I have a new training program in place - a 10k training programme to be precise.
It's hard to have an eating disorder whilst trying to train intensively at the same time - the two things really do conflict...
But the fact is, I'm going to be running some races with Alex and some other super fit guys in the Autumn - after a Summer away on the LDAC that is.
Yes, for any American readers, I am coming over to the US for a month to take part in the ROTC Leader Development Assessment Course.
I have very little idea as to what it all entails exactly... other than it is something similar to the Territorial Army Commissioning Course we have here in the UK at Sandhurst...? If any of you out there have any info or experience of it I'd love to hear!
So, my fitness is pretty good - in fact I can meet the male entry standards for Sandhurst (well on the run and situps anyway - my pressups are sill rather feeble!!) so I know physically I'm in pretty good shape...
it's the perfection thing... I want to be thin
I want to be beautiful
and yes, I want to be super fit
I appreciate these things conflict. There are probably very few models, with their spindly arms and legs who could keep up with me on a race track or carry loads as heavy as I can. But this is not the point: I do not believe in logic, I believe in perfection.
My new training programme has me running 6 days a week - so it's pretty intense. Post-Christmas I was practically living in the gym and was burning off around 1,000 calories in every session - but even this seems more intense than I'm used to - or rather, requires a lot more grit and motivation. I've always found gym sessions pretty easy and enjoyable - after all, there's a water fountain, TVs, towels, toilets... it is so easy to waste away hours and calories there. However, the gym membership has expired, and I have a serious lack of funds to renew it... so hitting the pavements has become essential.
I have to say Alex has become a great motivator in getting me to run. I want to race with him - don't ask me why, because I can't imagine anything worse than him seeing me purple-faced and dripping with sweat - but I want to prove how fit I am I guess.
Needless to say, he's super-fit.
His body is 100% toned and honed slim-line muscle. (Excuse me while I drool.)
He runs loads more than I do - and loads faster. He competed in Tough Guy this year, and I've promised to join him for the 2011 Competition in January. So, more training, more intensity... after our first 10k race, which is set for September.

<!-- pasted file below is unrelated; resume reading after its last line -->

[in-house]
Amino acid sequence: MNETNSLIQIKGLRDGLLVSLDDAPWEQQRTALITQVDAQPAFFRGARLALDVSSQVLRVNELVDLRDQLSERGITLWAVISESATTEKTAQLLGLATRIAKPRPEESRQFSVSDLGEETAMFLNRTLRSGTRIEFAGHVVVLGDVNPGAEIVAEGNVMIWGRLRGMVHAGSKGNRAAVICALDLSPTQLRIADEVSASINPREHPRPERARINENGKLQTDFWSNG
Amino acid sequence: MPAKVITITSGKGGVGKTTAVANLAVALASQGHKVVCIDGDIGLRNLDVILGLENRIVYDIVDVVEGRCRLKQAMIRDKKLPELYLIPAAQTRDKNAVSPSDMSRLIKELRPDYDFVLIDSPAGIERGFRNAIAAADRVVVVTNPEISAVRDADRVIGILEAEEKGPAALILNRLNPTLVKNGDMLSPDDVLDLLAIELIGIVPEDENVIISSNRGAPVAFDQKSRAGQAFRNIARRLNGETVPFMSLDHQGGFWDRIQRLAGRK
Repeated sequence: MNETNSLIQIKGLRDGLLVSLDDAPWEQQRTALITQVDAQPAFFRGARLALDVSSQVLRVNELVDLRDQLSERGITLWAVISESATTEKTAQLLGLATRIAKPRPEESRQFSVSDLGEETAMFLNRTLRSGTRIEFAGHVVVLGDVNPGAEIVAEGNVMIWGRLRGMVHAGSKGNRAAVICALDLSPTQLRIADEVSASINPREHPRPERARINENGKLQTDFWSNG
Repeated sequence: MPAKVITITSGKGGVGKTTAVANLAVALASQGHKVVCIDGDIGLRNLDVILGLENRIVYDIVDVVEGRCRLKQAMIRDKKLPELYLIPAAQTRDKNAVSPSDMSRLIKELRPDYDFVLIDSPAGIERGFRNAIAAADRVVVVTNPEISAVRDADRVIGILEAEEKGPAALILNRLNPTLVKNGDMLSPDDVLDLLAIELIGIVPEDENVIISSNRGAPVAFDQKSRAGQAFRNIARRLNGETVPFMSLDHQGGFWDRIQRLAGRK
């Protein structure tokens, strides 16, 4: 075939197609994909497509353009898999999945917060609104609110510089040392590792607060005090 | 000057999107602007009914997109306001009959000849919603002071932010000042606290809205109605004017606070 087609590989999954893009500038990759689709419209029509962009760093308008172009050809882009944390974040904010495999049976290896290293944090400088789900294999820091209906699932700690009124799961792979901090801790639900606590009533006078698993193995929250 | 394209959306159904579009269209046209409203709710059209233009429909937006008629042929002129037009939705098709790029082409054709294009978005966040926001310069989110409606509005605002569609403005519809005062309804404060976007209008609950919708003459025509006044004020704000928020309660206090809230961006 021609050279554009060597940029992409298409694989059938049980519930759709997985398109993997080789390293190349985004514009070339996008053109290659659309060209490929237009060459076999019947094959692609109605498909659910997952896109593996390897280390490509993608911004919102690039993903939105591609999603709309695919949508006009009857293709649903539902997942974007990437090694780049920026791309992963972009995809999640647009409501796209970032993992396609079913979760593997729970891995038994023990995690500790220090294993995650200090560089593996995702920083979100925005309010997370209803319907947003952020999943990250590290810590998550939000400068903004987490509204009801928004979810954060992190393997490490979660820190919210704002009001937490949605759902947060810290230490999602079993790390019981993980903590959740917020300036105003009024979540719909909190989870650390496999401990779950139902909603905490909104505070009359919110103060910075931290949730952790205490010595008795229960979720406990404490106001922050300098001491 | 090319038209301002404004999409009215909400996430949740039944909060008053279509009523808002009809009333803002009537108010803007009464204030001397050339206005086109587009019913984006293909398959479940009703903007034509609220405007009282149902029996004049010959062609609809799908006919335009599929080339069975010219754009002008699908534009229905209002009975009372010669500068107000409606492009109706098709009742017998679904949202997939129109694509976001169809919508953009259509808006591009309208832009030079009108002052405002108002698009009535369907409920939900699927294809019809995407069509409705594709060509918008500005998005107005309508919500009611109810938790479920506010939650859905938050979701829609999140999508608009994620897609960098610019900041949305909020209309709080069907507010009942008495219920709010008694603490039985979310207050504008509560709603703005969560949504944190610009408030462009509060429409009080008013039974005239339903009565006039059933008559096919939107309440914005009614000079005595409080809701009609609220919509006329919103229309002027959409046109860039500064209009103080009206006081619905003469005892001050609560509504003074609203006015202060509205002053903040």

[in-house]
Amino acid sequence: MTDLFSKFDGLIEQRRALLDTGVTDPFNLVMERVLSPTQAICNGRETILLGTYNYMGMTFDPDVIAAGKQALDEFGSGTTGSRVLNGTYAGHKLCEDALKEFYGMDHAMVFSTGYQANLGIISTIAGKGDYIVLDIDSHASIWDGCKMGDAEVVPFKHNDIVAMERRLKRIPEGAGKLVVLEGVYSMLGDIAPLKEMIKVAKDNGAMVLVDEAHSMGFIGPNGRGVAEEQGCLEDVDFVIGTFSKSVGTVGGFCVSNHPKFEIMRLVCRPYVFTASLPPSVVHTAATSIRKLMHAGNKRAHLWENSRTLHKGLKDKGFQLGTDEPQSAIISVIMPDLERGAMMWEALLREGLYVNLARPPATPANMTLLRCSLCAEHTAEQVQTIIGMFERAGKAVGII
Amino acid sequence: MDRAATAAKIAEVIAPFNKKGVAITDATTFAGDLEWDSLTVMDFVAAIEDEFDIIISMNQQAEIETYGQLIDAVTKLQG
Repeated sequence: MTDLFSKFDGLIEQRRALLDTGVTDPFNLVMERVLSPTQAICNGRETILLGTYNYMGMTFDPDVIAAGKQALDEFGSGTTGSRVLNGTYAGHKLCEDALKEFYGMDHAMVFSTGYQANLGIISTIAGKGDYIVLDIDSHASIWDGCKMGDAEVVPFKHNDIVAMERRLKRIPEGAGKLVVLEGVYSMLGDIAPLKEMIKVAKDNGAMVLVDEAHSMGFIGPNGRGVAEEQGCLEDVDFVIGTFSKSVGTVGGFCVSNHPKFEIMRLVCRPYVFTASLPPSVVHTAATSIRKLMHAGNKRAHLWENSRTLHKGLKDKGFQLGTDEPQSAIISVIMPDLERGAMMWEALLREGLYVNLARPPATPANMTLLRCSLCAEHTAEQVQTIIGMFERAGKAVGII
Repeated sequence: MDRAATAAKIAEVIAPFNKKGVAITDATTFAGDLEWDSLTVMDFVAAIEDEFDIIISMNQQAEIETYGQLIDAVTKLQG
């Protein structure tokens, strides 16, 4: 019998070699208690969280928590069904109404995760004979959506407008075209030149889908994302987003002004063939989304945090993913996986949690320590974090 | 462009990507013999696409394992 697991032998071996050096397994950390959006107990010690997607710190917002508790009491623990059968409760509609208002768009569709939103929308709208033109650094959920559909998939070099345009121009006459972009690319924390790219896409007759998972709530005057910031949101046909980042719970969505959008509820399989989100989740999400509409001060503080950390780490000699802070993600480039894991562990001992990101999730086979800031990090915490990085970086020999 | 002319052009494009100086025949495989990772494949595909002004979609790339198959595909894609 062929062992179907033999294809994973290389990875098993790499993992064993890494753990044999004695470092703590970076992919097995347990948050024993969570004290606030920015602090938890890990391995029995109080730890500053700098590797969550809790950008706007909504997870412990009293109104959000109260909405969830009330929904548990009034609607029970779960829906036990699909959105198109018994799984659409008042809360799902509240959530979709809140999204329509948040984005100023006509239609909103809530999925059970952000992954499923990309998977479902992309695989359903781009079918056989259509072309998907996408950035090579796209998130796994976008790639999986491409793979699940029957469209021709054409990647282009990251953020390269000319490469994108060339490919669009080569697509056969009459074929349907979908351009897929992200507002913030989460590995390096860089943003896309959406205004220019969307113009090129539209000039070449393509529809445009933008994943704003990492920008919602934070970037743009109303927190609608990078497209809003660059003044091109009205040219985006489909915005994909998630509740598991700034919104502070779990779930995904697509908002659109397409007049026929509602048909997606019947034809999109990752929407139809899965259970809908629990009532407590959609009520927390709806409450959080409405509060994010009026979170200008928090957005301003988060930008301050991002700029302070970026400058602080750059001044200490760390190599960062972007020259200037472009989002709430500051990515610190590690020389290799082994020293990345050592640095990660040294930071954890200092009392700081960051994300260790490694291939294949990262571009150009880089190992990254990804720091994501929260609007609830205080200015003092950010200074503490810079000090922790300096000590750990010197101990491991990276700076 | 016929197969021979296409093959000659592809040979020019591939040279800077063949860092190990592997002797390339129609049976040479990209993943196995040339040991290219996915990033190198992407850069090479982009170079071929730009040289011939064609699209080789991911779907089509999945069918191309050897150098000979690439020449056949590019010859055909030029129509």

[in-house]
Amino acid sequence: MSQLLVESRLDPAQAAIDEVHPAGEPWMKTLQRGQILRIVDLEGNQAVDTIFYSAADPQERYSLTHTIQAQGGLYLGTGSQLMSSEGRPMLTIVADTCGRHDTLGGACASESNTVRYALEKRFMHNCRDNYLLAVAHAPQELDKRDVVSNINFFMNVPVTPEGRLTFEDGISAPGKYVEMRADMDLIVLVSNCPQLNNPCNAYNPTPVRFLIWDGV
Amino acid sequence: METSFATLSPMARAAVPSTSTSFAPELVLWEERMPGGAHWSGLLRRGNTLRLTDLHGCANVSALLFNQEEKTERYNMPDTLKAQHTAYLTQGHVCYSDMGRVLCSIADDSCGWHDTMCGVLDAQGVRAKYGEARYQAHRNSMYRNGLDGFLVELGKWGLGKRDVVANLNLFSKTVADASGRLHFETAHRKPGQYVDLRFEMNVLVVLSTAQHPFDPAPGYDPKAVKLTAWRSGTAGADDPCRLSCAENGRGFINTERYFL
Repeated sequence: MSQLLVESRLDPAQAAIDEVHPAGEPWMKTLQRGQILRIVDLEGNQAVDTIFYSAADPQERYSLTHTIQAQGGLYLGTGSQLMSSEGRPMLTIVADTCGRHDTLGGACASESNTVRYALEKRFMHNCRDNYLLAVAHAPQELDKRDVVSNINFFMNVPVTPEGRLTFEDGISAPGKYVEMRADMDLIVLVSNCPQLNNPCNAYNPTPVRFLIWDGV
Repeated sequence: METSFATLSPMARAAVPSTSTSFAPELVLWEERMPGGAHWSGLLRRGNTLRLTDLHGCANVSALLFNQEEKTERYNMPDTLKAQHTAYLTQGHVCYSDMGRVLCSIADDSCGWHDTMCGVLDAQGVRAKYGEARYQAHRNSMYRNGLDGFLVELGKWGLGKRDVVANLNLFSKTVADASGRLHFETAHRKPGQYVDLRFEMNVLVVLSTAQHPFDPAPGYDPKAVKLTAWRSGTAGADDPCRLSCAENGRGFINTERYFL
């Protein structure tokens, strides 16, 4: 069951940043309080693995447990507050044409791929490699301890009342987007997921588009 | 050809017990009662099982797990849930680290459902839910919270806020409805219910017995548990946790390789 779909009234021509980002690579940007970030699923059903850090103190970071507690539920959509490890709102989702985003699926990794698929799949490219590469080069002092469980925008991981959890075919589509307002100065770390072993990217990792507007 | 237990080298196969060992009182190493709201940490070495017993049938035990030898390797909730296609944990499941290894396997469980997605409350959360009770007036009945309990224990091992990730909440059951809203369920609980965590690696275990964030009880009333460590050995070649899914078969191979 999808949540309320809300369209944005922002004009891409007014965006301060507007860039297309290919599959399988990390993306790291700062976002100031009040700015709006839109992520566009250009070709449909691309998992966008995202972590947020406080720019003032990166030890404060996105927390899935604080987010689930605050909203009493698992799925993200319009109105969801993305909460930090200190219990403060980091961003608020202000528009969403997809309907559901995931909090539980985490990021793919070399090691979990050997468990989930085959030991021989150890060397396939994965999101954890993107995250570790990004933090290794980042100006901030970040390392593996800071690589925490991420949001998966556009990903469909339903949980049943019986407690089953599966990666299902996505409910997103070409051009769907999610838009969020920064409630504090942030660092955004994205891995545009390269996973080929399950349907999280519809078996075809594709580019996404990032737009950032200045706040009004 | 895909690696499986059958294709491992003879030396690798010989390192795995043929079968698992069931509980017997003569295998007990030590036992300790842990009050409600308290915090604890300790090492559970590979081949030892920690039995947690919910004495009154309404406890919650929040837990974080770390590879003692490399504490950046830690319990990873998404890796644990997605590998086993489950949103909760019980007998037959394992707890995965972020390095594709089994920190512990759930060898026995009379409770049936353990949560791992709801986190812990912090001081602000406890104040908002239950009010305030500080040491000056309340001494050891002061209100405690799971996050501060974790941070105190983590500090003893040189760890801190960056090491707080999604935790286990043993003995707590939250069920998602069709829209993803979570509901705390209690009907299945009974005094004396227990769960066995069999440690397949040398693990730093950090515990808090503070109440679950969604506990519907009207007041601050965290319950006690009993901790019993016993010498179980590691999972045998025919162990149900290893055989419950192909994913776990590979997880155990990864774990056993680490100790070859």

He's also going on the ROTC LDAC, but hopefully we'll be in different platoons...
But anyway, I digress, the point of this post is the difficultly in running so much and trying to still eat so little.
I ate a bowl of porridge before I went running this morning. Yes, actual slow-release carbs. I was smart, I was sensible! And then when I got home I had a massive bowl of vegetables - carrots, cabbage, courgette etc - a piece of pork and an apple.
By the evening, I wasn't really hungry - I wasn't! But...
I had about 6 slices of bread, several handfuls of salted peanuts and a massive shortbread cookie.
So I threw it all up. Quick and easy.
But the damage had probably already been done. All that calorific goodness must have sunk straight into my blood.
I do find it reasonably easy to restrict when I'm inactive - and the pounds come off pretty easily too. And exercise shouldn't make restriction harder - it's all in my head. My body wasn't craving food earlier, I wasn't feeling weak, I didn't even have a headache! It was just in my mind...
So, now I need to be harsh on myself. I need to get out of the house the second I've had my shower and had my post-run vegetables and protein. I need to go to the library, get away from the computer, get away from the kitchen and it's stupid food, forget the kindly voices telling me my body needs carbs and it's ok and healthy to eat - I don't want to bloody listen - I want to run - I want to be fit - I want to be strong - I want to be thin.
I don't need another book or another pack of worksheets telling me to eat, eat, eat. I'm sorry, for you are a very nice lady.
A Head Full of Beauty...
In my job in The City I am polished and corporate, bright and confident. I present The City Girl Image my company and clients expect. Here on the pages of this blog I am The City Girl Made of Glass - fragile and transparent. Come and see what it’s like on the inside....